Each summer season brings out creative juices when it comes to making homes more beautiful. Aesthetically designed outdoor projects such as a deck or a porch give an additional value to one’s home. It is heartwarming to welcome your visitors on a lovely porch. Creating good summertime memories is simply delightful when it is done in your sweet home!
Using a durable material that is ideal for building a deck, a fence, a pergola, a planter box, and a porch is worth investing. Redwood is an elegant choice which is intended to meet quality open-air projects. Why redwood? Simply because redwood trees grow in the US unlike western cedar wood which is widely exported from Canada which has to undergo export procedures by the U.S. government.
Redwood is affordable and needs low maintenance. It is naturally insect-resistant and does not decay fast. Aside from its resistance element, it does not easily shrink and warp. Overall, it is an exceptionally hard-wearing decking material that can last for many years.
Aside from its durability, the texture, color, and pattern are beautiful, unique and warm. Plastic decking materials don’t have the authentic loveliness for the pattern is just repeated again and again while redwood boards has a distinct design from one board to the next.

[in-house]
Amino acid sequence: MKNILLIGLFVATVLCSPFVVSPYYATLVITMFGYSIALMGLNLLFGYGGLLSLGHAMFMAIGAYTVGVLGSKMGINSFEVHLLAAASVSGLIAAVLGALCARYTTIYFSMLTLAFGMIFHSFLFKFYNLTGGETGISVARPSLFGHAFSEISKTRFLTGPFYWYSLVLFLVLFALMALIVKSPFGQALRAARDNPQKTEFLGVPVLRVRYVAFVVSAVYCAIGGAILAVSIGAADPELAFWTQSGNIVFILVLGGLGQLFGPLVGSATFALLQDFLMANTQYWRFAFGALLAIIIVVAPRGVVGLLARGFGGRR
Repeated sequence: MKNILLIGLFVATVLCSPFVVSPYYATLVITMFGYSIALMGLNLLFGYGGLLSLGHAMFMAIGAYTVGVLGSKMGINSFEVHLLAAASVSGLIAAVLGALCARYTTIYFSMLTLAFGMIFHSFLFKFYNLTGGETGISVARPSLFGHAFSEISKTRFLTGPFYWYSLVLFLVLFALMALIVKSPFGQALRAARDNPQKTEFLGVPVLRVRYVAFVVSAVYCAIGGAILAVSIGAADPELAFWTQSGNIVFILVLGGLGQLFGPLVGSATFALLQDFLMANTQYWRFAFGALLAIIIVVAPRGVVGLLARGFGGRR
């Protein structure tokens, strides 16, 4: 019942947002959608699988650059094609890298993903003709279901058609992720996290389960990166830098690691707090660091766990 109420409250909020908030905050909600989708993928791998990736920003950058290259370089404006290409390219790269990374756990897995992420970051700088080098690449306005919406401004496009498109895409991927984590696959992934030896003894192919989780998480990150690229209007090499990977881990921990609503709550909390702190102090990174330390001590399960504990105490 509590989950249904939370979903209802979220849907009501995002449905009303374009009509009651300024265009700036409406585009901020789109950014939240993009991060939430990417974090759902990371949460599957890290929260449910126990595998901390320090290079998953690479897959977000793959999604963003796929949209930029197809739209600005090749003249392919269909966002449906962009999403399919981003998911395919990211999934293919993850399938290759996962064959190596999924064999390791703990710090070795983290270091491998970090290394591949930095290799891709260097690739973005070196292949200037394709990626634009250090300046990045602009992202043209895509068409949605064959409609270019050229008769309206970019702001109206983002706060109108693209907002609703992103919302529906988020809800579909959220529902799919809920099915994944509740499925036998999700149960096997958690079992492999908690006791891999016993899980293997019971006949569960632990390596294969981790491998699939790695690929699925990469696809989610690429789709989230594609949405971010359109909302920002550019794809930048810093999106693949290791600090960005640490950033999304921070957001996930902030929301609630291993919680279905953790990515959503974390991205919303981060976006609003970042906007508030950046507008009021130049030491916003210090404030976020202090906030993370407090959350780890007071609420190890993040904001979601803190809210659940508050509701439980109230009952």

Added feature of the redwood is its safety element. It has a thermal conductivity of only 0.63 in contrast with 1.57 for plastic decking. Take note that anything above 1.00 conductivity is not safe and comfortable for bare feet. This makes a Humboldt Redwood deck enjoyable even during the summer time.
Sustainability, aesthetic, durability and safety are all highlighted elements that redwood has and the very core of Humboldt Redwood lumber products uphold green stewardship. The forestlands, engineering, and delivery processes of Humboldt Redwood are approved by the Forest Stewardship Council.
Thus, building sustainably with redwood is a great choice for your deck or porch. To see more of Humboldt Redwood Company’s work, find them in the Building Homes and Living directory. Photos: Jack Hutch